Historical Criticism Of The Pentateuch -- By: Harold M. Wiener

Journal: Bibliotheca Sacra
Volume: BSAC 071:284 (Oct 1914)
Article: Historical Criticism Of The Pentateuch
Author: Harold M. Wiener


Historical Criticism Of The Pentateuch

A Reply To Dr. Kœnig

Harold M. Wiener

I.

The following pages have been written in reply to Dr. Eduard König’s “Die moderne Pentateuchkritik und ihre neueste Bekämpfung,” in which the author criticized certain of my positions. I wish to make it clear at the very outset that this reply is written consciously and intentionally in the interest of a totally different method of studying the ancient books of Israel from that pursued by the enormous majority of modern theologians. The method followed and the spirit that gave rise to that method are those of the historical school. 1 seek to understand the narratives and laws of the Mosaic age by reference to the conditions under which Moses had to work and the problems he was called upon to solve, always remembering that “the roots of the present “— every present — “lie deep in the past,” and that in considering the results of human labors we must never forget to take into account the known and inevitable tendencies of human nature. And as with the actions of Moses and his contemporaries, so with the conduct of those who have had to transmit the text throughout the ages. The student of the history of the Mosaic period is no more entitled to disregard the influences that

have molded the documents that relate to it into their present form than to neglect the motives that influenced Moses himself. Our record of those days in the form in which we have it can be understood intelligently only if three conditions be observed. In the first place, we are to remember that we are dealing with a narrative of the historical events of a most critical period in which supreme statesmanship was displayed. Secondly, we must bear in mind that this narrative was couched in the language of the people and imbued with the ideas and mental habits of the people, place, and epoch. Thirdly, we must never forget that the documents which embodied it have passed through a long and troubled history that now extends over a century of generations, and have undergone the vicissitudes that are inseparable from such a history, with all its changes in orthography and character, natural decay of the physical materials on which the documents were written, scribal errors, glossators’ true and false explanations and amplifications, and editorial efforts — often misdirected — to remedy the confusions which these causes were seen to have introduced.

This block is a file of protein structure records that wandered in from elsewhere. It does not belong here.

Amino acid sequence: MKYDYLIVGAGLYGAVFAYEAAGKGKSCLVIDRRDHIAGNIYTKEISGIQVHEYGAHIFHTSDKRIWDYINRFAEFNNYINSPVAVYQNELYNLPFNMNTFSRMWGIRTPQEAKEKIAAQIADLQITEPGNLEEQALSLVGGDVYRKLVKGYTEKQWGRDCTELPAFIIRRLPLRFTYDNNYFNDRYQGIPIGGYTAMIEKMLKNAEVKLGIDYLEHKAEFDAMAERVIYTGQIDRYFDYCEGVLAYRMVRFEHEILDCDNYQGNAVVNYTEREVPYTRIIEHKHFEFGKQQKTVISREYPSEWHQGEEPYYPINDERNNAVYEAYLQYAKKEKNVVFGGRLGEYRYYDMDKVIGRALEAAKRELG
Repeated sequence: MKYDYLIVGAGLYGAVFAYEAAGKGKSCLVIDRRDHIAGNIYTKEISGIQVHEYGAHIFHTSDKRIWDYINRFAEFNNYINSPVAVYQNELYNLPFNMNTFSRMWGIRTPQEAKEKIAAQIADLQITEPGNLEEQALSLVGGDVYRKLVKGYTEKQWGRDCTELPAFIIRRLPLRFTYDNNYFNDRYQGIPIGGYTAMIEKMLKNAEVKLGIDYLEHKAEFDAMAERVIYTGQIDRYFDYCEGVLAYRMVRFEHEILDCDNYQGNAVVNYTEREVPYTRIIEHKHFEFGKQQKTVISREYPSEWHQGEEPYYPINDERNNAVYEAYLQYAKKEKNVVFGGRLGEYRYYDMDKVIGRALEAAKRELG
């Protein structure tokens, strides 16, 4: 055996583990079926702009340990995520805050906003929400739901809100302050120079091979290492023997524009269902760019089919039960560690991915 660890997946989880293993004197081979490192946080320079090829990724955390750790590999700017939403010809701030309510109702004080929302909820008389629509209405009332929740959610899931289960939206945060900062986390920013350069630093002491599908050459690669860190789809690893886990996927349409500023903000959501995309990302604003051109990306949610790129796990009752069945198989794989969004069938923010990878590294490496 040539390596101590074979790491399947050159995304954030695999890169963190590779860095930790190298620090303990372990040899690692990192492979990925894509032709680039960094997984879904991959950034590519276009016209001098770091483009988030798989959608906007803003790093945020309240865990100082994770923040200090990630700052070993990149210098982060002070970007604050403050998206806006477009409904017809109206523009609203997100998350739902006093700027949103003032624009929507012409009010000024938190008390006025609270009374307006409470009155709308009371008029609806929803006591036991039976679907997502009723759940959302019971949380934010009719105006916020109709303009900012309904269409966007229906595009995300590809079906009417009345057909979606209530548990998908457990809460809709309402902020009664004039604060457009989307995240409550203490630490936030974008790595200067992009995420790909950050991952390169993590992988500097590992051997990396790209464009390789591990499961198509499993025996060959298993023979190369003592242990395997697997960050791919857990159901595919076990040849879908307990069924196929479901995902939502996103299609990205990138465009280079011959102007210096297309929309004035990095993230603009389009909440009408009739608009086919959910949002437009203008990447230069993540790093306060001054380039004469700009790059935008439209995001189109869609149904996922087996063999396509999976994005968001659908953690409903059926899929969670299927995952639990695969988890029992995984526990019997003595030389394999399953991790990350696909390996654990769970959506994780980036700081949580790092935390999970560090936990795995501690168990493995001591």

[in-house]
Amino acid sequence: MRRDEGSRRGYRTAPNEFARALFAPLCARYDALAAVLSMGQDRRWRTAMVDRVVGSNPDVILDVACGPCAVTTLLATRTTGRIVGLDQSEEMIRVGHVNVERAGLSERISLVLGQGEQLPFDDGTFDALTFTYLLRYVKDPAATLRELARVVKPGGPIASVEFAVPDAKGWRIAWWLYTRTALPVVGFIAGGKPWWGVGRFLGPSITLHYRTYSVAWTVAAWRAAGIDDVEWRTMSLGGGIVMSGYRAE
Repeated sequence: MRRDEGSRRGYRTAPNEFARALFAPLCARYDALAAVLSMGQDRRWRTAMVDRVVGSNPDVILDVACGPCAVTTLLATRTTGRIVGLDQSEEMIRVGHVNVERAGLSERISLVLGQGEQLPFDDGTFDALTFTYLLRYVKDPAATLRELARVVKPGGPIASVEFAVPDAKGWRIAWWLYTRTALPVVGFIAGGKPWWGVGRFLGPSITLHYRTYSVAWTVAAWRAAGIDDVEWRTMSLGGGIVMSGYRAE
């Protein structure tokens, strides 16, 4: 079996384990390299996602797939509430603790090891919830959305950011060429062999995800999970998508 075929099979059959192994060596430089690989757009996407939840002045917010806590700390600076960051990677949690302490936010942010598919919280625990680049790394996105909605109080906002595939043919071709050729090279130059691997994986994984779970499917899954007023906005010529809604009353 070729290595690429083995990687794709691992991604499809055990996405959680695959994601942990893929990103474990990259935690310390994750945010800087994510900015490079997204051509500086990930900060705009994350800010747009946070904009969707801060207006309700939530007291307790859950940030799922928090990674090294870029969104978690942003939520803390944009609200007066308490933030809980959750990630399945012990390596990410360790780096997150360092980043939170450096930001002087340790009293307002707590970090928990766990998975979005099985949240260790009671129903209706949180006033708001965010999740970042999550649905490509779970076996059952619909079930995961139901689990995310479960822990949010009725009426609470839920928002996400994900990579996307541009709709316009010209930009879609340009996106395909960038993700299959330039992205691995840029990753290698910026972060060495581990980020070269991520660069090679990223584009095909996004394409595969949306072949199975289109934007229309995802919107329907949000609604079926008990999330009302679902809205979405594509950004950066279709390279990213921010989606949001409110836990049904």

It will be observed that the textual criticism which I advocate and seek to practice is essentially a branch of historical criticism — always illuminated by its spirit and methods, ever seeking to test and strengthen its result...

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